The rule I agree with, you can’t have riders gaining advantages by running off track, but the exercising of that rule in this instance is where I object. While Rossi did gain time and move closer to Marquez, it was irrelevant; he didn’t gain any positions and he was never able to make a move on Marquez. It’s also important to note that he didn’t have much of a choice, there was nowhere else for Valentino to go. If he went straight on, the chances of both he and Johann ending up on the floor were high. Head of Race Direction Mike Webb made the point that Rossi could’ve taken the advantage away himself by closing the throttle to ease off slightly.. sure he could but on lap 7 of a race? Realistically that’s not going to happen.

Ultimately the penalty was meaningless as Rossi finished over 2 seconds clear of Pedrosa, but opinion remains divided over whether or not it should’ve been applied in the first place. I’m firmly on the side that it shouldn’t. Penalising a rider for being forced off track when they didn’t gain any positions from it? Seems a bit unfair to me.

Speaking about the decision after the race, Valentino Rossi said “For me, the penalty wasn’t right. The problem is we either do it like this, or we crash together at a very dangerous point. But for me, though accepting Race Direction’s decision, the mistake was made by Zarco.” He also made a few comments about the way that Zarco is overtaking in MotoGP, suggesting he might try another way as “this is not Moto2 and if you want to overtake you have to overtake in another way. He always arrives too much in the line and for me, he has to stay more quiet.”

In his defense, Johann Zarco made it clear that he hadn’t intended to cause any problems for his fellow Yamaha rider, he just saw a chance and went for it, saying “I really didn’t want to cause a problem for Vale and I know I can learn a lot from him so luckily we both recovered.”

That overtake aside, it was another good race from the rookie, finishing in a solid 5th place. He got a great start and battled well with various other riders throughout the 21 laps. Overall, he’s adapted to MotoGP incredibly well in such a short time and the European races could see even more to come from him.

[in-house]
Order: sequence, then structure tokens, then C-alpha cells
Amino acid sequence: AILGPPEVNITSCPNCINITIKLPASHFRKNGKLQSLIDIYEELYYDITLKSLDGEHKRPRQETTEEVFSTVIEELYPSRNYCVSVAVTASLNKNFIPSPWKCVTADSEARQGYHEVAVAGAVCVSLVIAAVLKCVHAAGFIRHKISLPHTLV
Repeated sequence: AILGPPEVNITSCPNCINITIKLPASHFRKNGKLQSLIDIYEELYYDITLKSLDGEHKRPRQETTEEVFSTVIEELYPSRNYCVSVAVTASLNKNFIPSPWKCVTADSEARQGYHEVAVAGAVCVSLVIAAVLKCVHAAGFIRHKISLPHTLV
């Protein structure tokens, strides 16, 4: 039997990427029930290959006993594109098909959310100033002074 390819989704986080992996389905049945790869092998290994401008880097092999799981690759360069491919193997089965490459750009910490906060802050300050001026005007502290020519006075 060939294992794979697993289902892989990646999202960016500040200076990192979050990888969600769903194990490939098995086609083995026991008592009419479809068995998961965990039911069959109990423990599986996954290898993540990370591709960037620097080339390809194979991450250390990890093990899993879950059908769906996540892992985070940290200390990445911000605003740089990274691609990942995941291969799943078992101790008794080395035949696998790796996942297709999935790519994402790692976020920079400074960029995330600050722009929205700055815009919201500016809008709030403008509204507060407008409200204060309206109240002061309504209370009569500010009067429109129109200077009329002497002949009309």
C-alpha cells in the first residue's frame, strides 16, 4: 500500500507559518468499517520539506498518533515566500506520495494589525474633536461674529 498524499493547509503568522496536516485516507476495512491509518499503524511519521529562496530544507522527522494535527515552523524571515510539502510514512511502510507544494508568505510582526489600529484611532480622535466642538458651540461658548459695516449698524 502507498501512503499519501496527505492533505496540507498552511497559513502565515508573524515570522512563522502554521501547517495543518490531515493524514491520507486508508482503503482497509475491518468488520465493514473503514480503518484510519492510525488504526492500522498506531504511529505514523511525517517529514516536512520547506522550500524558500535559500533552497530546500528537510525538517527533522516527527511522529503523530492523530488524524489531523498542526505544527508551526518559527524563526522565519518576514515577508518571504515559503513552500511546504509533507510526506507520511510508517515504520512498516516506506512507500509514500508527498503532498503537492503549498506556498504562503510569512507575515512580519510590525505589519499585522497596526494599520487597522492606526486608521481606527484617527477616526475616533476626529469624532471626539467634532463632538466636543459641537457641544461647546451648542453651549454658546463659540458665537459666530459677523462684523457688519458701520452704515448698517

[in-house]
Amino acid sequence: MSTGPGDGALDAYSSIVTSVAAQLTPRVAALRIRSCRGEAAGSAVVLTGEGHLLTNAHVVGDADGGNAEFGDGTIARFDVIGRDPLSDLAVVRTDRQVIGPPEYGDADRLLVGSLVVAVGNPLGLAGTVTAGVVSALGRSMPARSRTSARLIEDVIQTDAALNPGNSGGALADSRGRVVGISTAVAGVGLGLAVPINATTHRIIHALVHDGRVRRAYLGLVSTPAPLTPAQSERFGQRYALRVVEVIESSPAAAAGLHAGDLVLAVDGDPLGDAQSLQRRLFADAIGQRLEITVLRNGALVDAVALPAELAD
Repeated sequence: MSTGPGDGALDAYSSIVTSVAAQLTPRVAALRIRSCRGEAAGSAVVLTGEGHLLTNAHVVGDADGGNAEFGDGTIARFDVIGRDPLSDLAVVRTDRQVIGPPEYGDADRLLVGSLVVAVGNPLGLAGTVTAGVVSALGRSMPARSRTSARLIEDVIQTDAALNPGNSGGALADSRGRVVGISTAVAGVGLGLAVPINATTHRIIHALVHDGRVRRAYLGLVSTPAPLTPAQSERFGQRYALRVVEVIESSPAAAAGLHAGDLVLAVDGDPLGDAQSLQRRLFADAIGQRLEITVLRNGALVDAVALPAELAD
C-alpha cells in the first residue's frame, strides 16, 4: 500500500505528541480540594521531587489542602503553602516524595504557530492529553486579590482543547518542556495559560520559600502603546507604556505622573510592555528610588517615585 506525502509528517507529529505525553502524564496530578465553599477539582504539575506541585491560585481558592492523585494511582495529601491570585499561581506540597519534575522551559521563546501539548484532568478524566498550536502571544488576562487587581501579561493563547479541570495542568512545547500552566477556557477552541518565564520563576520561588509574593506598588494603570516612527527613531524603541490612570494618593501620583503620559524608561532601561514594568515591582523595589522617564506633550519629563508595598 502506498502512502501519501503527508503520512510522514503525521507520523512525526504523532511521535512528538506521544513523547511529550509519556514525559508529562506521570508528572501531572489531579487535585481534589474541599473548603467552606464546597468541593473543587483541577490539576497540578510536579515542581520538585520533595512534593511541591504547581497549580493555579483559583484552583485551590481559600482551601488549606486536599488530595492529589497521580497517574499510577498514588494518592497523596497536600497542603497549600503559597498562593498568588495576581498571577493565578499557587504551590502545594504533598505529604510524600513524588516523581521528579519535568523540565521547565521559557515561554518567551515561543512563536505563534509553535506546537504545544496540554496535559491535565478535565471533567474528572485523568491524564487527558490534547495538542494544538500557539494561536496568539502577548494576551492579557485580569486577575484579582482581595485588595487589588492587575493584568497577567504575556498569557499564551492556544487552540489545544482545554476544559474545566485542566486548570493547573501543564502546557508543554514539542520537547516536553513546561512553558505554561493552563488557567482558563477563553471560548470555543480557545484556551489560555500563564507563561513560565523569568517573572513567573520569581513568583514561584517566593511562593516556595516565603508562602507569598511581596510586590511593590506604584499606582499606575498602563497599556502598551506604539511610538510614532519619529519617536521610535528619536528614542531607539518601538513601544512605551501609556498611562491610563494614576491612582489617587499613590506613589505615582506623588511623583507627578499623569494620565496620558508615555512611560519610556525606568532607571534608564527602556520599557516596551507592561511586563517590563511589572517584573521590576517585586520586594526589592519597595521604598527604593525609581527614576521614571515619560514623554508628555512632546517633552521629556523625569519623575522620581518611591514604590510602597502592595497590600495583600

Other good results were had by Cal Crutchlow in 4th, Andrea Iannone in 7th who finally got some good feeling from his new Suzuki and Tito Rabat who finished well in 13th.

Someone who did not have a good weekend in Austin, was Aleix Espargaro. On Saturday he crashed 3 times and broke an engine and Sunday didn’t prove any better for the Spaniard. He had a bad feeling with his front tyre from the start, ultimately leaving him no choice but to come into the pits and change it. “Making a pit stop is always the last thought.. it seems like a lack of respect for the work my team has done, but today I had no choice.”

KTM also had a tricky weekend at a track they knew they would struggle at, with Pol Espargaro retiring with a clutch problem that left his belly pan full of oil and Bradley Smith finishing 16th after grip issues with the hard tyre.

One team I had expected better from was Ducati, their top speed should’ve helped them, particularly on the back straight but Andrea Dovizioso finished 6th saying that “we never had the pace that we had hoped for” while his team-mate Jorge Lorenzo initially moved up to 4th battling with Maverick Vinales, before slipping back to 7th where he remained for much of the race before front graining issues left him unable to stick with the riders around him, eventually finishing 9th.

After 21 laps, it was Marc Marquez on the top step gripping the bull-horned trophy, as is usually the case at COTA, but this year Dani Pedrosa took the fight to him and it’s Valentino Rossi leading the championship.

The first 3 flyaways are done and now it’s time to head back to Europe, with Jerez in two weeks time (although Honda and KTM have a test at Le Mans this week, with Aprilia heading to Mugello). Can Rossi get his first win of 2017 and extend his lead or will Vinales come back as strong as he threatens? Will familiar territory prove helpful for Honda and will Ducati make a step forward? The next 12 races are where the work really gets done and everyone will be happy to be heading home. Ready for the next race? You bet.

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MotoGP 2018 Preview: Marquez is the rider to beat! But don’t bet against Dovizioso!




It’s finally time.

Winter is over (unless you live in the Southern hemisphere, then summer is nearly over for you… sorry about that), testing is finished and it’s time to go racing in 2018.

Three pre-season tests saw three different riders at the top of the combined timesheets, with Jorge Lorenzo ruling the roost in Sepang before Dani Pedrosa rose to the top in Thailand and Johann Zarco brought testing to a close in Qatar as the number one.